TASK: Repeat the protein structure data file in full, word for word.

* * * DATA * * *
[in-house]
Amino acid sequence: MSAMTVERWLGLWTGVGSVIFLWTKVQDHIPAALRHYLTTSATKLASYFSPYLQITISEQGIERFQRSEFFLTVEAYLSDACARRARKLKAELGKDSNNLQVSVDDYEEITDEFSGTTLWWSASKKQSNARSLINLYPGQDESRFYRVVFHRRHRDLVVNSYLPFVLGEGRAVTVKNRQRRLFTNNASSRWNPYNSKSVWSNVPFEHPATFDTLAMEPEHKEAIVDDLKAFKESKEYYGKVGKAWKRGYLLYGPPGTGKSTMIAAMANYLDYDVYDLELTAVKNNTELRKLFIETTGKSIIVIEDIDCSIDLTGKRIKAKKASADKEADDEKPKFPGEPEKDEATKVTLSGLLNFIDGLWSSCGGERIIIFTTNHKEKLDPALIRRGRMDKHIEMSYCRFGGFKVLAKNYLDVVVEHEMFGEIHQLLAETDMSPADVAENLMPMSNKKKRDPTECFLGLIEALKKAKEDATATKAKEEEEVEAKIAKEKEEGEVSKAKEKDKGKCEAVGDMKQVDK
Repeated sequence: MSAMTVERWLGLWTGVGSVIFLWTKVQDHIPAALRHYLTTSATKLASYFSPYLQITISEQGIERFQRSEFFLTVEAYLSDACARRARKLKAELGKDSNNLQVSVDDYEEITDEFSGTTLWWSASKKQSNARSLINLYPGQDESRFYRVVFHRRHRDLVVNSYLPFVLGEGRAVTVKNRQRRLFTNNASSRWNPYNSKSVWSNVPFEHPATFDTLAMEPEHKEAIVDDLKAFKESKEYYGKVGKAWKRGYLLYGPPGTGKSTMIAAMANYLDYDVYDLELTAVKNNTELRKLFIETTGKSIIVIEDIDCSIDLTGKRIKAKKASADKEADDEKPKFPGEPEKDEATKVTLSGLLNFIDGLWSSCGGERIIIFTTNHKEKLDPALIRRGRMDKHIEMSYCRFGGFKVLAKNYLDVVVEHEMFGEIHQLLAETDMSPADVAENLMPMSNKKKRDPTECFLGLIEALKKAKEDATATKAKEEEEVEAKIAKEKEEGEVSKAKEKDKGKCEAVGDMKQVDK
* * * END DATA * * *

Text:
[in-house]
Amino acid sequence: MSAMTVERWLGLWTGVGSVIFLWTKVQDHIPAALRHYLTTSATKLASYFSPYLQITISEQGIERFQRSEFFLTVEAYLSDACARRARKLKAELGKDSNNLQVSVDDYEEITDEFSGTTLWWSASKKQSNARSLINLYPGQDESRFYRVVFHRRHRDLVVNSYLPFVLGEGRAVTVKNRQRRLFTNNASSRWNPYNSKSVWSNVPFEHPATFDTLAMEPEHKEAIVDDLKAFKESKEYYGKVGKAWKRGYLLYGPPGTGKSTMIAAMANYLDYDVYDLELTAVKNNTELRKLFIETTGKSIIVIEDIDCSIDLTGKRIKAKKASADKEADDEKPKFPGEPEKDEATKVTLSGLLNFIDGLWSSCGGERIIIFTTNHKEKLDPALIRRGRMDKHIEMSYCRFGGFKVLAKNYLDVVVEHEMFGEIHQLLAETDMSPADVAENLMPMSNKKKRDPTECFLGLIEALKKAKEDATATKAKEEEEVEAKIAKEKEEGEVSKAKEKDKGKCEAVGDMKQVDK
Repeated sequence: MSAMTVERWLGLWTGVGSVIFLWTKVQDHIPAALRHYLTTSATKLASYFSPYLQITISEQGIERFQRSEFFLTVEAYLSDACARRARKLKAELGKDSNNLQVSVDDYEEITDEFSGTTLWWSASKKQSNARSLINLYPGQDESRFYRVVFHRRHRDLVVNSYLPFVLGEGRAVTVKNRQRRLFTNNASSRWNPYNSKSVWSNVPFEHPATFDTLAMEPEHKEAIVDDLKAFKESKEYYGKVGKAWKRGYLLYGPPGTGKSTMIAAMANYLDYDVYDLELTAVKNNTELRKLFIETTGKSIIVIEDIDCSIDLTGKRIKAKKASADKEADDEKPKFPGEPEKDEATKVTLSGLLNFIDGLWSSCGGERIIIFTTNHKEKLDPALIRRGRMDKHIEMSYCRFGGFKVLAKNYLDVVVEHEMFGEIHQLLAETDMSPADVAENLMPMSNKKKRDPTECFLGLIEALKKAKEDATATKAKEEEEVEAKIAKEKEEGEVSKAKEKDKGKCEAVGDMKQVDK